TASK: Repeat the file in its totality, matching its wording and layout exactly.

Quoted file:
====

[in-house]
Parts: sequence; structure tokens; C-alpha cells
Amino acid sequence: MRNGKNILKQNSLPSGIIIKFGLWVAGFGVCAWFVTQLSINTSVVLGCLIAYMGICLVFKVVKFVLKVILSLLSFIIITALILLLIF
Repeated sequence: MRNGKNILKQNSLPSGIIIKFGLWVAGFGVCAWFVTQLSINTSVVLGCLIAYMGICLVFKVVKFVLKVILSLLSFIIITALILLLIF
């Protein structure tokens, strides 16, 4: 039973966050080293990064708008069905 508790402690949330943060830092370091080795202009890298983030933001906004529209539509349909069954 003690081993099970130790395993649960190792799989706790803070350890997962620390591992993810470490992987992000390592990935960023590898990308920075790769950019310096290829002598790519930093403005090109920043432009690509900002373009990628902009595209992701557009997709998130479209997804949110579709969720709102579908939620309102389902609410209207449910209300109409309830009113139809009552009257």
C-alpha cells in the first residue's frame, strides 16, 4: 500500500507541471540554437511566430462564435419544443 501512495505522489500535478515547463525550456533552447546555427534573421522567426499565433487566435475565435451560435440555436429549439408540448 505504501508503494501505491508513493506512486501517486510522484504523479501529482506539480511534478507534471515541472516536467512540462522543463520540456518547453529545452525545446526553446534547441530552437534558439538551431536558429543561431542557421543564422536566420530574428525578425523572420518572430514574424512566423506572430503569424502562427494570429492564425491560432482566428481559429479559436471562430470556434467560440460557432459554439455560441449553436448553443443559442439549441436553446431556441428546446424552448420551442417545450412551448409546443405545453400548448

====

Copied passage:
[in-house]
Parts: sequence; structure tokens; C-alpha cells
Amino acid sequence: MRNGKNILKQNSLPSGIIIKFGLWVAGFGVCAWFVTQLSINTSVVLGCLIAYMGICLVFKVVKFVLKVILSLLSFIIITALILLLIF
Repeated sequence: MRNGKNILKQNSLPSGIIIKFGLWVAGFGVCAWFVTQLSINTSVVLGCLIAYMGICLVFKVVKFVLKVILSLLSFIIITALILLLIF
């Protein structure tokens, strides 16, 4: 039973966050080293990064708008069905 508790402690949330943060830092370091080795202009890298983030933001906004529209539509349909069954 003690081993099970130790395993649960190792799989706790803070350890997962620390591992993810470490992987992000390592990935960023590898990308920075790769950019310096290829002598790519930093403005090109920043432009690509900002373009990628902009595209992701557009997709998130479209997804949110579709969720709102579908939620309102389902609410209207449910209300109409309830009113139809009552009257």
C-alpha cells in the first residue's frame, strides 16, 4: 500500500507541471540554437511566430462564435419544443 501512495505522489500535478515547463525550456533552447546555427534573421522567426499565433487566435475565435451560435440555436429549439408540448 505504501508503494501505491508513493506512486501517486510522484504523479501529482506539480511534478507534471515541472516536467512540462522543463520540456518547453529545452525545446526553446534547441530552437534558439538551431536558429543561431542557421543564422536566420530574428525578425523572420518572430514574424512566423506572430503569424502562427494570429492564425491560432482566428481559429479559436471562430470556434467560440460557432459554439455560441449553436448553443443559442439549441436553446431556441428546446424552448420551442417545450412551448409546443405545453400548448